“His style is calculated and treasonous… those poor devils and horny señoritas, the clan of little boys from the SERIOUS PRESS and their scribes, have licked the ass of THE GREAT POET OF FILTH.”

Neruda was not sucked in, officially. He was already gaining international renown, a diplomat for the Chilean government living abroad, far from the pageant Huidobro and de Rokha played out in the country’s periodicals. He denied the plagiarism in no uncertain terms from his consulship in Spain while he penned verses for the Republicans, publishing Spain in My Heart in 1938, then losing his consulship. However, that same year appeared the poem “Aquí Estoy (Here I Am)”, a vicious work of verse that Neruda biographers normally never attribute to the poet, according to Zerán. It was only through his Spanish friends that the poem saw the light of day in Paris. It is a brutal, whimsical response:

“…Bastards
sons of bitches.
My testicles are full of petals,
my hair is full of birds
I have poetry and steam
cementaries and houses…
I shit on the bitches that misbirthed you.
Derrokas…”

Could he have thought that they would tarnish his international reputation if he published his own diatribe under his name? Or did he feel that he was above engaging (in public) what he surely considered a bitter rival who had tried, unsuccessfully, to wrench him down from his literary pedestal?

Huidobro, for his part, ventured into the fray in the same periodical for which de Rokha wrote, penning stately and condescending responses to de Rokha’s claims, in which he called Huidobro the “little-great bourgeois megalomaniac”.

“You have never achieved a balance between the thinking and what is thought, Huidobro responded, nor between expression and what is expressed…it is a tragedy.”

These back and forths became a sensation in Santiago, where readers of the two poets’ respective magazines gobbled up the weekly issues. Sales soared, and the editors of both encouraged the battle’s continuation. All while all three poets continued to publish their own work, far from the literary circus of the Guerilla. In the case of the Huidobro-de Rokha feud, the spark was the publication by two of Huidobro’s ardent followers, of an anthology of Chilean poetry. Among the names both Huidobro’s and de Rokha’s appeared. However, the former’s work took up nearly 2/3 of the total, the latter’s, significantly less. There was also the matter of de Rokha’s wife, Winnette, another poet of great importance (at least according to de Rokha himself) who was not included at all in the anthology.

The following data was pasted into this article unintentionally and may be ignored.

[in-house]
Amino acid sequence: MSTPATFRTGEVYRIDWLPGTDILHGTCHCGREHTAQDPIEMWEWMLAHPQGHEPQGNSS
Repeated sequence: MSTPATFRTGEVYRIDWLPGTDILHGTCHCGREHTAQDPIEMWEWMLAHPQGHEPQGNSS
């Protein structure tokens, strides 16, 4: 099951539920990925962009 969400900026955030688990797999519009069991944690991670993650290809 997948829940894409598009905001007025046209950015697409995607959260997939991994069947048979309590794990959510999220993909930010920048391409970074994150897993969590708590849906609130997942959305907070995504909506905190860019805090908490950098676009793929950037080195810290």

Huidobro would be dead by 1948, de Rokha by 1963 and Neruda followed a few years later, two weeks after the presidential palace was bombed and the democratically elected president of Chile killed in a coup d’ etat. However, the Guerilla reached beyond the grave: from denial of the de Rokha clan into the Communist Party of Chile (said to have been engineered as a soft but well-struck blow from Neruda) to that meeting on the streets of Geneva, just as the country had finally overcome one of the most brutal dictatorships Latin America saw in that century.

The Guerilla Literaria is, today, one more footnote in the heady cultural menagerie of the 20th century. There have been other literary feuds, of course; the spat between Hemingway and Faulkner, and in Latin America between García Marquez and Mario Vargas LLosa. The former dealt with more literary blows; the latter more concrete (to the eye of García Marquez, to be exact). But there have been few in the last 100 years that reached the consistently contentious heights of the Guerilla Literaria, and which have been so little known. It is therefore a pleasure and an important piece of cultural study Zerán conducted on the lives of these poets, whose work does indeed stand, and whose reputations, it must be said, definitely do precede them.